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UC Berkeley Enlists Citizen Scientists in a Buggy Data Problem

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 A Brazilian skipper, one of the specimens in the Calbug project. (Image: Essig Museum of Entomology)

A Brazilian skipper, one of the specimens in the Calbug project. (Image: Essig Museum of Entomology)

Scientists at UC Berkeley are asking the public to help with a problem that’s been bugging them – their century-old insect collection needs to be digitized.

UC Berkeley’s Essig Museum of Entomology has been gathering insect specimens since the 1880s. With 10,000 drawers filled with bugs, no one’s exactly sure how many there are.

“Nobody’s really counted them,” says collections manager Peter Oboyski, “but we estimate that we have over five million specimens in our collection.”

Most of those insects are preserved on pinheads, attached to small labels that say where and when they were collected. Those field notes hold a valuable record of California’s natural history, but the information has never been transcribed into a database.

Members of the public help transcribe the labels on each insect. (Image: Essig Museum of Entomology)

Members of the public transcribe the labels on each insect. (Image: Essig Museum of Entomology)

“We estimate it would take decades, if not a hundred years, for us to go one-by-one and enter the data from every specimen,” Oboyski says.

That’s where the public comes in. Through a new online citizen science project called Calbug, the public can pitch in by reviewing photos of the specimens and transcribing the field notes online. UC Berkeley has uploaded almost 100,000 specimens, with several other institutions soon to join in, like the California Academy of Sciences, UC Davis, San Diego Natural History Museum and the Los Angeles County Museum.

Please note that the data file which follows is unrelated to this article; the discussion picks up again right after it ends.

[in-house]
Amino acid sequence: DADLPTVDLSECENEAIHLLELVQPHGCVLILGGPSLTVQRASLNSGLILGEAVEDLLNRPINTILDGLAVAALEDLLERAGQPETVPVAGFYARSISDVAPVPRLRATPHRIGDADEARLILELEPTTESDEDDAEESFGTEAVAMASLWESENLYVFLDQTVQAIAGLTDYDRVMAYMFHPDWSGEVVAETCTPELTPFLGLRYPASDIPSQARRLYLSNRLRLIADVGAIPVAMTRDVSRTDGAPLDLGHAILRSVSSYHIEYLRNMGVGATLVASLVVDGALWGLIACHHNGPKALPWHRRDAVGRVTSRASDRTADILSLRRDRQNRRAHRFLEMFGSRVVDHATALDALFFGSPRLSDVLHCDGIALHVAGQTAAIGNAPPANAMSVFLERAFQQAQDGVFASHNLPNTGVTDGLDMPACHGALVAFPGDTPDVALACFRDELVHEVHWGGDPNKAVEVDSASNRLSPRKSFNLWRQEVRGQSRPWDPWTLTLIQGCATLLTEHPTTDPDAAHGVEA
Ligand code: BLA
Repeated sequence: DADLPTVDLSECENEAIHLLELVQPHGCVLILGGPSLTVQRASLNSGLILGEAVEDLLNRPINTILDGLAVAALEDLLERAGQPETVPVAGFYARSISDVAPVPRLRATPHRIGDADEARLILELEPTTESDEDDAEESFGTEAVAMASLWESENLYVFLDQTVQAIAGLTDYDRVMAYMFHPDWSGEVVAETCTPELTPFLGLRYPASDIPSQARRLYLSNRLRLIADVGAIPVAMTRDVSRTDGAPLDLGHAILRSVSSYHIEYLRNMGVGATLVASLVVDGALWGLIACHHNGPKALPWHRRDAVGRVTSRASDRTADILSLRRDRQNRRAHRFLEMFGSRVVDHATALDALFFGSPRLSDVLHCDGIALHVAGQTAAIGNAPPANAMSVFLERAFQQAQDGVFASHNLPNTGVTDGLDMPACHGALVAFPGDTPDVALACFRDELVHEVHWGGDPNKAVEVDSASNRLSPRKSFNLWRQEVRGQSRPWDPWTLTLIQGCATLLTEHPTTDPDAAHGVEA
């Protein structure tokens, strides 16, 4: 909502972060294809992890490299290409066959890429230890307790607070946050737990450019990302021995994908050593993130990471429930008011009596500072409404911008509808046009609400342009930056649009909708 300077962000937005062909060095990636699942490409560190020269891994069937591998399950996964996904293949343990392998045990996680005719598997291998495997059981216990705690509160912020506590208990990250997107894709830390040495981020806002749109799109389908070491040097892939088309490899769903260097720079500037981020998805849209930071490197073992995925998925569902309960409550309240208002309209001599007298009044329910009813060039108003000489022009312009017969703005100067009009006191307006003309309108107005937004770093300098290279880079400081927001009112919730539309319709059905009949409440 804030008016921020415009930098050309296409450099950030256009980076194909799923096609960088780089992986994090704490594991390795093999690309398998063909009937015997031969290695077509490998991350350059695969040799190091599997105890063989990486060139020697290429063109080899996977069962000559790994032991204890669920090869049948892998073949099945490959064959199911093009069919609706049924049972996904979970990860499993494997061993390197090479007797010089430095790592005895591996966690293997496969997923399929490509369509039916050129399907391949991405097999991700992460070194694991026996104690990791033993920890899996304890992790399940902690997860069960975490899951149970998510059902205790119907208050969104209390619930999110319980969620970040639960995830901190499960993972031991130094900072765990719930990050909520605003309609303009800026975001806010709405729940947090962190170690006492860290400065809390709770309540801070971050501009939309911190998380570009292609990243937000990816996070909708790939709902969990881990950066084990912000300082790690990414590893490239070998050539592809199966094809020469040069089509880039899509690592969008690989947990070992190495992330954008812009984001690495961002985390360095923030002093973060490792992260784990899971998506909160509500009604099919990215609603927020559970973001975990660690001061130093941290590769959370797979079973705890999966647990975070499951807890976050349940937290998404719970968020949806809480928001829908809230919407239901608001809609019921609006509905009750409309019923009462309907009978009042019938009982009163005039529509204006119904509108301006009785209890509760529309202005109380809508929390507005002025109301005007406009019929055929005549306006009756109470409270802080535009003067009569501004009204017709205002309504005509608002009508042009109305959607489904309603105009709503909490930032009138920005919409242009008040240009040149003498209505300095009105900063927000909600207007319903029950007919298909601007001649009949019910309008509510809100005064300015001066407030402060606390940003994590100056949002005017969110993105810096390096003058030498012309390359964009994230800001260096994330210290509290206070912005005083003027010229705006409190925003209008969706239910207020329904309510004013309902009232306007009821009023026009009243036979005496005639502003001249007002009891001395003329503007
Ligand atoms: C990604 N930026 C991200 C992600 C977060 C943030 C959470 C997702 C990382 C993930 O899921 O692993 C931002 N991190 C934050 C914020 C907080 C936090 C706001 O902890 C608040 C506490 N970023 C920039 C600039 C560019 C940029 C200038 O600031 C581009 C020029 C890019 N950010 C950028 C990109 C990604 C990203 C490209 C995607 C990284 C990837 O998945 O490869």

“If this project works well for our museum, then it can be adapted for all the other collections across the country and even across the world, because there are millions of specimens out there waiting to be transcribed,” says Oboyski.

With each insect a unique data point, the collection provides a detailed look at California’s habitat. “They are a record of the past of California,” Oboyski says. “They give us a glimpse into the past of what the habitat might have looked, what the climate might have looked like.”

There are more species of ants in the world than there are of birds

Collections like this will become particularly valuable as scientists track how wildlife and plants shift with a changing climate.

“People have used our collection in the past to look at individual species and how they’ve changed in distribution over time,” he says. “Now we have the capacity to look at entire communities and how they move and change over time.”

Insects are a crucial part of preserving biodiversity, Oboyski says. “There are more species of ants in the world than there are of birds, and that’s just one family of insects.”

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Category: Biology, Environment, News, Radio

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About the Author ()

Lauren is a radio reporter covering environment, water, and energy for KQED Science. As part of her day job, she has scaled Sierra Nevada peaks, run from charging elephant seals, and desperately tried to get her sea legs - all in pursuit of good radio. Her work has appeared on Marketplace, Living on Earth, and NPR's Morning Edition and All Things Considered. You can find her on Twitter at @lesommer.